Massachusetts chemist pleads not guilty in crime lab scandal
BOSTON (Reuters) - A former Massachusetts crime lab chemist accused of falsifying evidence tied to as many as 34,000 cases pleaded not guilty to obstruction of justice charges on Wednesday.
Prosecutors allege Annie Dookhan, 35, tampered with drug evidence and faked test results at the Hinton State Laboratory Institute in Boston, where she had worked for nine years analyzing drug samples submitted by law enforcement across the state.
Dookhan is accused, among other things, of altering substances in vials to cover up what prosecutors say was her practice of visually identifying samples without doing the proper chemical testing.
Dookhan was arrested in September and subsequently charged with tampering with evidence, obstruction of justice, perjury, and falsely claiming to have an advanced degree in chemistry. Prosecutors charge she got the job by falsely claiming she had a master's degree from the University of Massachusetts.
Investigators have said they identified some 10,000 people convicted or accused of crimes based on evidence she had handled at the Hinton lab, which is temporarily closed.
State officials say 252 people had been released from prison pending new trials as a result of the investigation as of early January.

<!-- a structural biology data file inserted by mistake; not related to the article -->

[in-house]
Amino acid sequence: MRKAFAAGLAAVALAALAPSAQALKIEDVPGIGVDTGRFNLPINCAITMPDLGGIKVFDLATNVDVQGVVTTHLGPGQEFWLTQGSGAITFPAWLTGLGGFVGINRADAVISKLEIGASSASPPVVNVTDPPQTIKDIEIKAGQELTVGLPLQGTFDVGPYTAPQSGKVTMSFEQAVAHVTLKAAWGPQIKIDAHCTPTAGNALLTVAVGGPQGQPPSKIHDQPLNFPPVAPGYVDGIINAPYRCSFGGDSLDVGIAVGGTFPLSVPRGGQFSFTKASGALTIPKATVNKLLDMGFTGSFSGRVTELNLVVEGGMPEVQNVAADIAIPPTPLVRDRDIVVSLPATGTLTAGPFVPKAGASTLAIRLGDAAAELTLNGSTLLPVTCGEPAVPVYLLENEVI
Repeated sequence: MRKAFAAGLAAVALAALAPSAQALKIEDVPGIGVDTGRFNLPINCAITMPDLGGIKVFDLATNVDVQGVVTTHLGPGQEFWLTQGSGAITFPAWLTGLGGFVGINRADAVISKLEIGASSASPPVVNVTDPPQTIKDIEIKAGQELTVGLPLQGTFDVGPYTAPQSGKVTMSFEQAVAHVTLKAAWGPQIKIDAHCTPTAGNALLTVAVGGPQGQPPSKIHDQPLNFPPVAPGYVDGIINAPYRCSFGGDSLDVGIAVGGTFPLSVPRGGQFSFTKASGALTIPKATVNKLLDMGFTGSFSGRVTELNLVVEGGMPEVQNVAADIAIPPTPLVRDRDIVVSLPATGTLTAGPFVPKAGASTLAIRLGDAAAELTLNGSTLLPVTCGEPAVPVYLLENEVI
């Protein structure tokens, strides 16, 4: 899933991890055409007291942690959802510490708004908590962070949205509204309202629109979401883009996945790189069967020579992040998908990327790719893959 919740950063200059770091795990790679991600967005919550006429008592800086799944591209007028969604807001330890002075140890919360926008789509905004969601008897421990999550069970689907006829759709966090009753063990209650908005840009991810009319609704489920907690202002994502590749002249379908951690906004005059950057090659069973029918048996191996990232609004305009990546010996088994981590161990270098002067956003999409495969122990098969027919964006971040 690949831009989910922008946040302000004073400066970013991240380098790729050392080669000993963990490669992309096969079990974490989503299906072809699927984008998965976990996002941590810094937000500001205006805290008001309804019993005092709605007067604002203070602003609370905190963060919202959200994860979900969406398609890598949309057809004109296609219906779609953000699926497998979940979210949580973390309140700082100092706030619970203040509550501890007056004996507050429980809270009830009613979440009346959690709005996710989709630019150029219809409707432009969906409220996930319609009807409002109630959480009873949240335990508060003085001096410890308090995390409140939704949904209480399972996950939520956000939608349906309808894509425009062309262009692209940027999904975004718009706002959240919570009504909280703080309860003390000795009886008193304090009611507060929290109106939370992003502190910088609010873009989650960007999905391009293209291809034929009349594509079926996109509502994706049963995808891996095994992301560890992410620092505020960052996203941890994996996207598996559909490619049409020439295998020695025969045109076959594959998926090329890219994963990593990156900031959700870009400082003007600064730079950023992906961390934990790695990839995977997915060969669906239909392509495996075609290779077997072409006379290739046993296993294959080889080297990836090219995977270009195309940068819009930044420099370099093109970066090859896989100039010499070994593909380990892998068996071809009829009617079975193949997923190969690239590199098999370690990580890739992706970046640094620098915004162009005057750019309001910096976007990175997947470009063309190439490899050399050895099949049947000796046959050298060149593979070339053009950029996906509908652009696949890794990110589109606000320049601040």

Dookhan pleaded not guilty to five obstruction of justice charges during an arraignment on Wednesday at Plymouth County Superior Court's criminal division in Brockton, Massachusetts.
At a separate arraignment at a Bristol County courthouse, she pleaded not guilty to a single count of the same charge.
Dookhan faced no evidence-tampering charges on Wednesday because prosecutors allege tampering occurred only at the Hinton lab, located in Suffolk County.
The obstruction charges relate to her allegedly misleading courts while testifying as an expert witness during trials.
Dookhan was indicted on 27 charges in mid-December. She was released on $10,000 bail after pleading not guilty to the initial charges after her arrest.
Authorities believe she gathered samples from different cases that appeared to contain the same substance but tested only a few of them. She allegedly tampered with vials undergoing subsequent testing to make sure they were consistent with her initial findings, they have charged.
The release of prisoners has created a headache for state and local officials. Boston Mayor Thomas Menino in November requested $15 million in state aid to help the city cope with additional police and shelter expenses that resulted from their release.
Dookhan, who told officials according to a police report that she "screwed up big time", has said no one else at the lab knew what she had done and that she was just trying to get more work done.
This month, a second state crime lab chemist who worked at the Amherst lab in western Massachusetts was charged with tampering with evidence and drug possession after being accused of stealing already-tested illegal drugs for her own use.